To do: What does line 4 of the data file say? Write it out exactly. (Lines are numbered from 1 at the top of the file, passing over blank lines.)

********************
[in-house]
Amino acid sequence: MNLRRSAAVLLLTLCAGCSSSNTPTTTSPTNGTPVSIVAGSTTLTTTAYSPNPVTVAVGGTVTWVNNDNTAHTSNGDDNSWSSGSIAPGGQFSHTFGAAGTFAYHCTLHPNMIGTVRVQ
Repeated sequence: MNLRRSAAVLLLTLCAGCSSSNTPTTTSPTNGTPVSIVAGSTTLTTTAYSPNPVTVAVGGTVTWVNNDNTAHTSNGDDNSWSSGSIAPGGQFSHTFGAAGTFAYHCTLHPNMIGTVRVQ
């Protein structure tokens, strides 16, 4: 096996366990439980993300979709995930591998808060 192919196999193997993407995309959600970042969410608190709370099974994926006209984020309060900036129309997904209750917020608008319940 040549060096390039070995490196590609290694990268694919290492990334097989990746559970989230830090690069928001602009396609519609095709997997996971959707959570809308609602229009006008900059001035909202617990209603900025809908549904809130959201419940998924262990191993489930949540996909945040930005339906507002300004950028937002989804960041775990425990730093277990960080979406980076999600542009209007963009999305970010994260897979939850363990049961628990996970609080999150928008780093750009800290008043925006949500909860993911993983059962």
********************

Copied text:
């Protein structure tokens, strides 16, 4: 096996366990439980993300979709995930591998808060 192919196999193997993407995309959600970042969410608190709370099974994926006209984020309060900036129309997904209750917020608008319940 040549060096390039070995490196590609290694990268694919290492990334097989990746559970989230830090690069928001602009396609519609095709997997996971959707959570809308609602229009006008900059001035909202617990209603900025809908549904809130959201419940998924262990191993489930949540996909945040930005339906507002300004950028937002989804960041775990425990730093277990960080979406980076999600542009209007963009999305970010994260897979939850363990049961628990996970609080999150928008780093750009800290008043925006949500909860993911993983059962």